This was the first of twelve collections of fairy tales prepared by Andrew Lang, each named (arbitrarily) after a different colour. It is good, and also a little surprising, to learn that it was through these editions that many well-known stories were first introduced to the English-speaking public. In this volume, for instance, we find “Little Red Hiding Hood”, “Cinderella”, “Aladdin and the Wonderful Lamp”, “Rumpelstiltskin”, “Beauty and the Beast”, “Puss in Boots”, “Blue Beard”, and “Hansel and Gretel”, along with about 30 other lesser-known tales. Lang and his collaborators collected the stories from a variety of sources, including Grimm, Perrault, and the Arabian Nights. We even get an abridged version of Gulliver’s voyage to Lilliput.

Today we are familiar with many of these stories through children’s books and films, in which they have typically been adapted for children by removing the most gruesome and frightening parts (i.e. “Disney-fied”). Lang is something like the grandfather of this tradition: he too sanitized and simplified the stories specifically to make them suitable for children. (Even so, I would be wary of reading some of these tales to my own children, at least until they are older.) If you want the full, unvarnished versions, you should go to Grimm, etc.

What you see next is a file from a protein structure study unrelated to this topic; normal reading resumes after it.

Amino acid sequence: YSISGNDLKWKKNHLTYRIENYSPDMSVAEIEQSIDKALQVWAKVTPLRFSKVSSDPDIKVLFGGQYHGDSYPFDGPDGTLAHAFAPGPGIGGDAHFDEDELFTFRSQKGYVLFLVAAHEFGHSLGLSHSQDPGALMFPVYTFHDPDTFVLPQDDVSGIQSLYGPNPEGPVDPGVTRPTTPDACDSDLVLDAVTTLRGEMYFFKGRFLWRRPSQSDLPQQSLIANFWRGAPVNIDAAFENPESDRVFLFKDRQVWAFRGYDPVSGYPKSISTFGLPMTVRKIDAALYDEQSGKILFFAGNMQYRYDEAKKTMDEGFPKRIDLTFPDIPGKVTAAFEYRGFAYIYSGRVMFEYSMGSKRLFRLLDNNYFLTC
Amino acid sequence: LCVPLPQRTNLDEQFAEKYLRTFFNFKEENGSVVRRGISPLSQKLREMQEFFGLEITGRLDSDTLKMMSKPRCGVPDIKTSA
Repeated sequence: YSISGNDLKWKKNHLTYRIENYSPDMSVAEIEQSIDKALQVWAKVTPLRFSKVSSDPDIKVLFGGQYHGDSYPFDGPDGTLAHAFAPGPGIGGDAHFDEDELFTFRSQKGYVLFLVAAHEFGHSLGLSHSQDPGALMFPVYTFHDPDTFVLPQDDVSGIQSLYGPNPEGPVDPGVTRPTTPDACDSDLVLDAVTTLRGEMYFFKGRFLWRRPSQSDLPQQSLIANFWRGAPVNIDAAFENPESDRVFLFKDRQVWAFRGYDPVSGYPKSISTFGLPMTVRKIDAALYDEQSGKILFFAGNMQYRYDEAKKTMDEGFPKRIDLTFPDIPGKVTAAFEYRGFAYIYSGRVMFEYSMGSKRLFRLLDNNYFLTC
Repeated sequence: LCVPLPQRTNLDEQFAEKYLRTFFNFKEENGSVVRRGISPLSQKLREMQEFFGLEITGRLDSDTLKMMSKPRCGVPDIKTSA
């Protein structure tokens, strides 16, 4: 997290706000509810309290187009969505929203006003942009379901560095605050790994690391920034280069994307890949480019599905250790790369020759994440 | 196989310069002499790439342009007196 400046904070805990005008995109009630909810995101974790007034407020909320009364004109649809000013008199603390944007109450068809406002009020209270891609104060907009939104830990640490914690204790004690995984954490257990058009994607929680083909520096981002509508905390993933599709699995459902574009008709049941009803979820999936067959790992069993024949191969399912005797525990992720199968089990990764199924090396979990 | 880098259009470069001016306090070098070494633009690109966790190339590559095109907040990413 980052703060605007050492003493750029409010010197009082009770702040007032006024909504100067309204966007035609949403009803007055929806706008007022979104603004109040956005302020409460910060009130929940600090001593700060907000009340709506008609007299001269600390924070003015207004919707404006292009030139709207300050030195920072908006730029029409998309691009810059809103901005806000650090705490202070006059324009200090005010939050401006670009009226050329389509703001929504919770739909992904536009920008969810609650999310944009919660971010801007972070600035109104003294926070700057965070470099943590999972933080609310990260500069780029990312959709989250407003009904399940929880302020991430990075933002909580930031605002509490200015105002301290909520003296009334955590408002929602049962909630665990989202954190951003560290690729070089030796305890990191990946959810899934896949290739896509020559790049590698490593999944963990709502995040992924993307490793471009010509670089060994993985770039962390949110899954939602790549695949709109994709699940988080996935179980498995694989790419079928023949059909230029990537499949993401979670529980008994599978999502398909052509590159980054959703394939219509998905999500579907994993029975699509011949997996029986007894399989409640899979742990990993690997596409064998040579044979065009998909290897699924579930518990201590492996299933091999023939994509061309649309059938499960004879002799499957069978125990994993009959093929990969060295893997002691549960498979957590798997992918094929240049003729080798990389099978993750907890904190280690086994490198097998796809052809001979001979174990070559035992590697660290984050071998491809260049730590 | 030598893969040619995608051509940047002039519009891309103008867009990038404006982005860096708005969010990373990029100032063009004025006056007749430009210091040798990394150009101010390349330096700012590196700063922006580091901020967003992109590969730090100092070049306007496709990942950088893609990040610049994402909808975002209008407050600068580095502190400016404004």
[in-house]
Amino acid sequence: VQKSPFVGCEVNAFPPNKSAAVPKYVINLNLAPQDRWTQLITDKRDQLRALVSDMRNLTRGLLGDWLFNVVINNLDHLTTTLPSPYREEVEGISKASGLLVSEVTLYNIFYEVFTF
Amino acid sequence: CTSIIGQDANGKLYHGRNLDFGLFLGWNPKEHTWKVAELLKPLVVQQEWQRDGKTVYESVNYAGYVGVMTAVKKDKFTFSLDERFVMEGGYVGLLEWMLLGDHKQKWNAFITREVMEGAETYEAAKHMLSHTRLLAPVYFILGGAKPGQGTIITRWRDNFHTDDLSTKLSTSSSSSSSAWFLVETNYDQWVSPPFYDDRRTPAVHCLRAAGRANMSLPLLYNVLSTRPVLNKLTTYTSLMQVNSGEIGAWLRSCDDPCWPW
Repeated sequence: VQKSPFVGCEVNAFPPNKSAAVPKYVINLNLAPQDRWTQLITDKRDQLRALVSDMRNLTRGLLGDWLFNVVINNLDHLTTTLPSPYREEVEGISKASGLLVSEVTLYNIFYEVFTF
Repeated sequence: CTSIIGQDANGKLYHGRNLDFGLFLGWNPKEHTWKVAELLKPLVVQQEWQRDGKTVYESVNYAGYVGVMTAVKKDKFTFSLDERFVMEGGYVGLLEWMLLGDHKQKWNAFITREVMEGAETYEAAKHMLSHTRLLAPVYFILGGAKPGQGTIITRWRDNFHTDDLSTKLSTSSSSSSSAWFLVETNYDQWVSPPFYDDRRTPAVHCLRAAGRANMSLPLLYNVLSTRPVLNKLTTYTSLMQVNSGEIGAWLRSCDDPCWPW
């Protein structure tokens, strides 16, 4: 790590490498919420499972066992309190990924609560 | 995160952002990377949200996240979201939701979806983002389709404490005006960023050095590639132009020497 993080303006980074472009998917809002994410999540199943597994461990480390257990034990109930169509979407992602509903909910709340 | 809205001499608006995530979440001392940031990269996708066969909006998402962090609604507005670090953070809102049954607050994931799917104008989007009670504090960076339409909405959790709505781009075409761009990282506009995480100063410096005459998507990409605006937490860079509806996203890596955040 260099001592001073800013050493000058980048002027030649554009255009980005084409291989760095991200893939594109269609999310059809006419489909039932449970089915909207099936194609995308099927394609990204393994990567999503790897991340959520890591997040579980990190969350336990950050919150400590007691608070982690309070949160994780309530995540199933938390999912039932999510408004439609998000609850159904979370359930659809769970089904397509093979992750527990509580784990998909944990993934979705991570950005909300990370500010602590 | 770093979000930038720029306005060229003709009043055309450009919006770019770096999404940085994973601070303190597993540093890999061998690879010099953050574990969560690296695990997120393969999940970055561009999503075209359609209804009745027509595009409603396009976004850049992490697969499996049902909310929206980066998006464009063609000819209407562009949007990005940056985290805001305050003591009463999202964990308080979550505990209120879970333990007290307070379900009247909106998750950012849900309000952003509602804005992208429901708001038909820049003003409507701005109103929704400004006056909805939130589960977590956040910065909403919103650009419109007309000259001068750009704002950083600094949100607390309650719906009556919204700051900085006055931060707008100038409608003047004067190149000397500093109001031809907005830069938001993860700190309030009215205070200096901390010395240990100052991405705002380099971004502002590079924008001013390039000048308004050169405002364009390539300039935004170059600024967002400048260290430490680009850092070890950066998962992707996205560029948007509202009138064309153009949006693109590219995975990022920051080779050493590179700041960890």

I quite enjoyed myself as I read, not only on account of the historical importance of this volume, which has been credited with opening English-language children’s literature of the 20th century to folklore and fairy tales, but also for the intrinsic interest of the stories and the generally easy, elegant writing. Will I read the next volume in the series (The Red Fairy Book)? I might.


The Silver Sword
Ian Serraillier
(Puffin, 1970) [1956]
149 p.

An engrossing tale about four children who travel from Warsaw to Switzerland in search of their parents during the waning days of World War II. Along the way they meet with both cruelty and kindness, often from unexpected sources, and they must be resourceful and courageous as they struggle onward against the odds. There are a few beneficial coincidences to help them along, but by and large the story does not shy away from the very real hardships they and everyone else were suffering. In the early scenes in the bombed-out streets of Warsaw I could not help thinking that perhaps one of the men they saw in the streets was the future Pope St John Paul II. Serraillier tells the story in an unsensational tone, such that even major plot developments caught me flat-footed more than once. Suitable for older children, aged 10 and up or so.


Sarah, Plain and Tall
Patricia MacLachlan
(Scholastic, 1996) [1985]
64 p.